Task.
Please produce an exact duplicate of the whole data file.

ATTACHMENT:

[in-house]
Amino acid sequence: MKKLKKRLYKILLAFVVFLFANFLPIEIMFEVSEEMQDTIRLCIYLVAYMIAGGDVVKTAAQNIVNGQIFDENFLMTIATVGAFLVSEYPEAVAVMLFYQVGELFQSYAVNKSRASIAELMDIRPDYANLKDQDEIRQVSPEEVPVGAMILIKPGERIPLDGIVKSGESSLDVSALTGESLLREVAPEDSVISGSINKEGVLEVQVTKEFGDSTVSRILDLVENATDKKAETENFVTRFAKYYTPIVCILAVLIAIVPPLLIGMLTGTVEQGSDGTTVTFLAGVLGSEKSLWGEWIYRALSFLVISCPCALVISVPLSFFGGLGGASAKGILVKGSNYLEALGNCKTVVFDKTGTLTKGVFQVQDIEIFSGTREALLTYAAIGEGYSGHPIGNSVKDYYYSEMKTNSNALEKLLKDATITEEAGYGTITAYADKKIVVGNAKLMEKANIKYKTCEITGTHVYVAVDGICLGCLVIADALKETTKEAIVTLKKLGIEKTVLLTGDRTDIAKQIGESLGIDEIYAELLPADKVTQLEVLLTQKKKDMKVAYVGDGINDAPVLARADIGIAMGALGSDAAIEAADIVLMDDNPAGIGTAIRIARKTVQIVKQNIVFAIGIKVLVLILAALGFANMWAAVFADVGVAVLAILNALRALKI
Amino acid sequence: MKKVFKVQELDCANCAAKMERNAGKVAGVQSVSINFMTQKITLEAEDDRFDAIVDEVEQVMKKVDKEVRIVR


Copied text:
[in-house]
Amino acid sequence: MKKLKKRLYKILLAFVVFLFANFLPIEIMFEVSEEMQDTIRLCIYLVAYMIAGGDVVKTAAQNIVNGQIFDENFLMTIATVGAFLVSEYPEAVAVMLFYQVGELFQSYAVNKSRASIAELMDIRPDYANLKDQDEIRQVSPEEVPVGAMILIKPGERIPLDGIVKSGESSLDVSALTGESLLREVAPEDSVISGSINKEGVLEVQVTKEFGDSTVSRILDLVENATDKKAETENFVTRFAKYYTPIVCILAVLIAIVPPLLIGMLTGTVEQGSDGTTVTFLAGVLGSEKSLWGEWIYRALSFLVISCPCALVISVPLSFFGGLGGASAKGILVKGSNYLEALGNCKTVVFDKTGTLTKGVFQVQDIEIFSGTREALLTYAAIGEGYSGHPIGNSVKDYYYSEMKTNSNALEKLLKDATITEEAGYGTITAYADKKIVVGNAKLMEKANIKYKTCEITGTHVYVAVDGICLGCLVIADALKETTKEAIVTLKKLGIEKTVLLTGDRTDIAKQIGESLGIDEIYAELLPADKVTQLEVLLTQKKKDMKVAYVGDGINDAPVLARADIGIAMGALGSDAAIEAADIVLMDDNPAGIGTAIRIARKTVQIVKQNIVFAIGIKVLVLILAALGFANMWAAVFADVGVAVLAILNALRALKI
Amino acid sequence: MKKVFKVQELDCANCAAKMERNAGKVAGVQSVSINFMTQKITLEAEDDRFDAIVDEVEQVMKKVDKEVRIVR